• 340 people (28%) reported having a severe mental illness. 228 people (19%) reported having a substance abuse disorder.

The Point-In-Time Count findings come on the heels of the release of the Out of Reach Report by the National Low Income Housing Coalition and the Vermont Affordable Housing Coalition. Vermont’s average Fair Market Rent for a two-bedroom apartment is $1,139. In order to afford this — without paying more than 30% on rent and utilities — a household must earn $45,545 annually, translating to a $21.90 hourly wage. This is unaffordable for a large percentage of Vermonters. The report found that Vermont has the 5th largest affordability gap for renters of any state in the nation. High rents, coupled with vacancy rates as low as 1%, continue to be barriers to finding and retaining housing.

People who experience homelessness in Vermont face complex challenges, which include and go beyond the unaffordability of housing. The Point-in-Time Count allows local communities and state policy makers to understand the current problems of homelessness, target limited funding to appropriate housing and services, and track progress towards ending and preventing homelessness.

For more information and for the full report, visit: http://helpingtohousevt.org/.

 



North Avenue Co-op Gets 1st Modular Home

Posted June 12, 2017

Last week, the North Avenue Co-op, a resident owned and operated mobile home park, received a delivery of the first VERMOD to enter the park. VERMODs are energy efficient modular homes that produce as much energy as they use. They are targeted towards replacing mobile homes, which generally are energy inefficient and tend to cost their primarily low-income residents a disproportionate amount of their income to heat.

The homes are equipped with solar panels on the roofs and are made with high-quality materials that decrease heating and electricity costs. The homes are eligible for up to $50,000 in incentives from the Burlington Electric Department, Champlain Housing Trust, and others, though for many residents living in mobile homes, the price tag may still be too steep. The modular home will serve as a show room for residents to tour and is currently for sale.

Read more from Vermontbiz.com.

 



Cathedral Square Celebrates Elm Place Opening in Milton

Posted

Last Week, Governor Scott joined residents and Cathedral Square staff to cut the ribbon at Elm Place, located at 60 Bombardier Rd. in Milton. Elm Place houses 30 units designated for affordable senior housing, This represents Cathedral Square’s first project in Milton, and you can tell how important it is through the resident response.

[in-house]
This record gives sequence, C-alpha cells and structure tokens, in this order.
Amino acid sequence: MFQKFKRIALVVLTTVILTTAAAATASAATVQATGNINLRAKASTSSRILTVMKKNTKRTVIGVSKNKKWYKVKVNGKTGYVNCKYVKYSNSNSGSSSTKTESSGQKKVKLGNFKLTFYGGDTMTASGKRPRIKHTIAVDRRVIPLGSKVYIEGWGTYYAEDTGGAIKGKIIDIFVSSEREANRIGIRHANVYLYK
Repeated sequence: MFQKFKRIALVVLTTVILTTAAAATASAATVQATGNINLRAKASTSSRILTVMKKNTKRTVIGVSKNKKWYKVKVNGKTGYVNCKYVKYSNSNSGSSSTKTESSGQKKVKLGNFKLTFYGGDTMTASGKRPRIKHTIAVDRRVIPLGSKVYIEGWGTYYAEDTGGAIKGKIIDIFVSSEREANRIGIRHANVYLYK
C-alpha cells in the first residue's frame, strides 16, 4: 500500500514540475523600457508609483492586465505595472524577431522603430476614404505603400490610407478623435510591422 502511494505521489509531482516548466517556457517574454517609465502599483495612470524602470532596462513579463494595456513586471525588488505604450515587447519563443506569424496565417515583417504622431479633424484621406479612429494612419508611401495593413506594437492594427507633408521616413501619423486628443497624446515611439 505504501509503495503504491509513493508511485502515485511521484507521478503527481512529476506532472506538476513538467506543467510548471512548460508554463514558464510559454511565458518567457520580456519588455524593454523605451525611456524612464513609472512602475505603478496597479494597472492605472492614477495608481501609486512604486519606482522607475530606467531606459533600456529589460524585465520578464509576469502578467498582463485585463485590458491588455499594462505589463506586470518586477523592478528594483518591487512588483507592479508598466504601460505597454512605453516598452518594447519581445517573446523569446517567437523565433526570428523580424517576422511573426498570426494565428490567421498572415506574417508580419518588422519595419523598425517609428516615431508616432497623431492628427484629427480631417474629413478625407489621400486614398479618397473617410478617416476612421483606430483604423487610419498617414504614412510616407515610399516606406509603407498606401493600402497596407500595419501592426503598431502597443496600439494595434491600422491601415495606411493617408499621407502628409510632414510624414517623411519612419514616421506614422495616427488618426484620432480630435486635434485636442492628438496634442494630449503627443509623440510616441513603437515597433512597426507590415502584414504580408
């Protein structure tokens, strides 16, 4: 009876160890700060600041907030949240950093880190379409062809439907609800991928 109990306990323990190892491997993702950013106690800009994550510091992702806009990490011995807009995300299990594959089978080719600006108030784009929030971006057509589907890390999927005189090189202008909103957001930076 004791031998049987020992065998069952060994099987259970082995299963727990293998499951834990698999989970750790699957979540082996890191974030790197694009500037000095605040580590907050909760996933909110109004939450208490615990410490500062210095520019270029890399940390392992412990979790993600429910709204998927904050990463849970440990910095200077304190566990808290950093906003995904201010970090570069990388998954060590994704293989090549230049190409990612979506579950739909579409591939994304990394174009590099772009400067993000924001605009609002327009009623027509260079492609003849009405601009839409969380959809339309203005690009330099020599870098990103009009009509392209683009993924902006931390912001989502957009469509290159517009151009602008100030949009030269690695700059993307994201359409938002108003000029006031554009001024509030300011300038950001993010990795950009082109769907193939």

“When I found out they were building a place down here, I said, ‘Oh boy, I’m going home,’” said resident Marge Forant. “And here I am. I’m home.”

The building features the innovative Support and Services at Home (SASH) program, which provides residents with support in their homes, trimming health care expenditures. Its architectural focus on energy efficiency and makes it the first multi-family facility in Vermont to claim status as a “passive house.” The entire building requires the same amount of energy for heat as does a single-family home.

28 of the building’s units require residents to fall at or below a $35,280 income threshold for a single person, or $40,320 for a couple.

Read more from the Milton Independent.

 



2017 Out of Reach Report Released Today

Posted June 8, 2017

Today, the National Low Income Housing Coalition released its annual “Out of Reach” report. This report details the wage that individuals would have to earn per hour to afford a modest two bedroom apartment in each county in the nation.  The Vermont Affordable Housing Coalition is jointly releasing the report’s findings for our state. Here in Vermont, we saw universal increases across the state in the amount Vermonters need to earn for their homes to be affordable. It’s essential that we spread this message and promote awareness about the importance of creating safe, permanently affordable homes for those who are low income. Please see our press release below with a summary of the Vermont findings.  Additional information and graphics on Vermont’s standing in the nation are available here.